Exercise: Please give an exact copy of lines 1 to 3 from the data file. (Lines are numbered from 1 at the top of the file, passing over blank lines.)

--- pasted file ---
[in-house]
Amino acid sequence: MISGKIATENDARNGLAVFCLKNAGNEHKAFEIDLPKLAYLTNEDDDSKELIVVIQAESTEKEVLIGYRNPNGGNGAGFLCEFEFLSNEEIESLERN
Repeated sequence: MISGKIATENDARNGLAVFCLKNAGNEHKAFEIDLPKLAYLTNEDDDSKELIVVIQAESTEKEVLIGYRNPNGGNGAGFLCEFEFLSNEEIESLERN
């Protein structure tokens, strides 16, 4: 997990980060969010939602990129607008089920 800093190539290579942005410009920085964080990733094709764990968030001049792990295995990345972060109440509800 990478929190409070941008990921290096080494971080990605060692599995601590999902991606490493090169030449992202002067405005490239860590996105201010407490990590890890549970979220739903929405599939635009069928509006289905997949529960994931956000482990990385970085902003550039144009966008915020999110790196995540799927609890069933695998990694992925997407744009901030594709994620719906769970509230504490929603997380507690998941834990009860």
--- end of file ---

[in-house]
Amino acid sequence: MISGKIATENDARNGLAVFCLKNAGNEHKAFEIDLPKLAYLTNEDDDSKELIVVIQAESTEKEVLIGYRNPNGGNGAGFLCEFEFLSNEEIESLERN
Repeated sequence: MISGKIATENDARNGLAVFCLKNAGNEHKAFEIDLPKLAYLTNEDDDSKELIVVIQAESTEKEVLIGYRNPNGGNGAGFLCEFEFLSNEEIESLERN